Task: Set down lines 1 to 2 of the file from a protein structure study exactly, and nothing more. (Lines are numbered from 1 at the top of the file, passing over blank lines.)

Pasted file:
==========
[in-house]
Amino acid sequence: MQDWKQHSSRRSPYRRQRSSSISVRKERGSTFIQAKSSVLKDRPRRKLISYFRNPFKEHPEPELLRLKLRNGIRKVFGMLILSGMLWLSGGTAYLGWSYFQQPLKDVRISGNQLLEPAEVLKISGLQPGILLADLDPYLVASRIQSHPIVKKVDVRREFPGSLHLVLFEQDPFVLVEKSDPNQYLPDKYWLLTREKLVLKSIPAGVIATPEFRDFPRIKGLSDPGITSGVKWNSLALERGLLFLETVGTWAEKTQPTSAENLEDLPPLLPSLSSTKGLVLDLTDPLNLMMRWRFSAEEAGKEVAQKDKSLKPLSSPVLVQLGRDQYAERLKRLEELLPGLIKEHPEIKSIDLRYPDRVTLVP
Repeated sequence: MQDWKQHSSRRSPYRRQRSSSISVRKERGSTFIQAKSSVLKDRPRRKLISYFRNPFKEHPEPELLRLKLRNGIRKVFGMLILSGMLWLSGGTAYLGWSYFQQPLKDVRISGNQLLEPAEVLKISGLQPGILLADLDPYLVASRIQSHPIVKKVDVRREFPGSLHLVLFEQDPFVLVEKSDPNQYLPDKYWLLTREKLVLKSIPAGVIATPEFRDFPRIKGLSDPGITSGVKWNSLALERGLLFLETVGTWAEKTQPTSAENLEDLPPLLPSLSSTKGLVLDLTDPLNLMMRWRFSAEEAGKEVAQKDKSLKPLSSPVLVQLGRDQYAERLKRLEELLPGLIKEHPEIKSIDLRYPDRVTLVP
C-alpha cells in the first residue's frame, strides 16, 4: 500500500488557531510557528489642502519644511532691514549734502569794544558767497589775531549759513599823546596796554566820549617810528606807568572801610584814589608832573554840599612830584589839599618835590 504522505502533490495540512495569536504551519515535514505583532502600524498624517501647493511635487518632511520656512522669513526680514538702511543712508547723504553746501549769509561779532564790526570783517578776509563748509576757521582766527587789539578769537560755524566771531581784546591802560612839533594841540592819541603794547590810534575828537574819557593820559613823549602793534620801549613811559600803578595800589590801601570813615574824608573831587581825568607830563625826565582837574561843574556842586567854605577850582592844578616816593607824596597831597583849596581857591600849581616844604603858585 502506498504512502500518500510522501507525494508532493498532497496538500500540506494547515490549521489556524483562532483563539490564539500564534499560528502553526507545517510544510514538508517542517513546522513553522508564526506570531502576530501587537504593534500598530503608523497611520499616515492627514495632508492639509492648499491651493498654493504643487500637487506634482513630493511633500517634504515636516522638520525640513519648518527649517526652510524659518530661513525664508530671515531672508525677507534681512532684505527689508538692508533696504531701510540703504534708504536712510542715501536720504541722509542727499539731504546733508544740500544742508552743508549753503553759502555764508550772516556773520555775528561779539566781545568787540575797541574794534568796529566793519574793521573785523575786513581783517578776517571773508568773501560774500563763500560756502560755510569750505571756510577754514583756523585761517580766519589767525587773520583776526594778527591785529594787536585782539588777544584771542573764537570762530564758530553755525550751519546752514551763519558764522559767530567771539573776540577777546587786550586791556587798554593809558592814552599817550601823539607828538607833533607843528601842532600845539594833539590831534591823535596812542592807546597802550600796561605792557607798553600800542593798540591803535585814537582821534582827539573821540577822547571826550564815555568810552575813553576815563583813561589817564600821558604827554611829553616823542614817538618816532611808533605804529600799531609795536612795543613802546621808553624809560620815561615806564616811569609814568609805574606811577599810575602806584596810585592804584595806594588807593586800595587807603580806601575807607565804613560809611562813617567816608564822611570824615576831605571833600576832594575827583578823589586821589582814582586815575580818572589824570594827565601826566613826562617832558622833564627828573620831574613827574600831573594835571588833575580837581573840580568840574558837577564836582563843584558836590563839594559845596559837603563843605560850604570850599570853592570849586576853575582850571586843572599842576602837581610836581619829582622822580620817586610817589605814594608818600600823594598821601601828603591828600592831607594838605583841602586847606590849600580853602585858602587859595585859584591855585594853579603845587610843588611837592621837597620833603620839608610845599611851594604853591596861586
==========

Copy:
[in-house]
Amino acid sequence: MQDWKQHSSRRSPYRRQRSSSISVRKERGSTFIQAKSSVLKDRPRRKLISYFRNPFKEHPEPELLRLKLRNGIRKVFGMLILSGMLWLSGGTAYLGWSYFQQPLKDVRISGNQLLEPAEVLKISGLQPGILLADLDPYLVASRIQSHPIVKKVDVRREFPGSLHLVLFEQDPFVLVEKSDPNQYLPDKYWLLTREKLVLKSIPAGVIATPEFRDFPRIKGLSDPGITSGVKWNSLALERGLLFLETVGTWAEKTQPTSAENLEDLPPLLPSLSSTKGLVLDLTDPLNLMMRWRFSAEEAGKEVAQKDKSLKPLSSPVLVQLGRDQYAERLKRLEELLPGLIKEHPEIKSIDLRYPDRVTLVP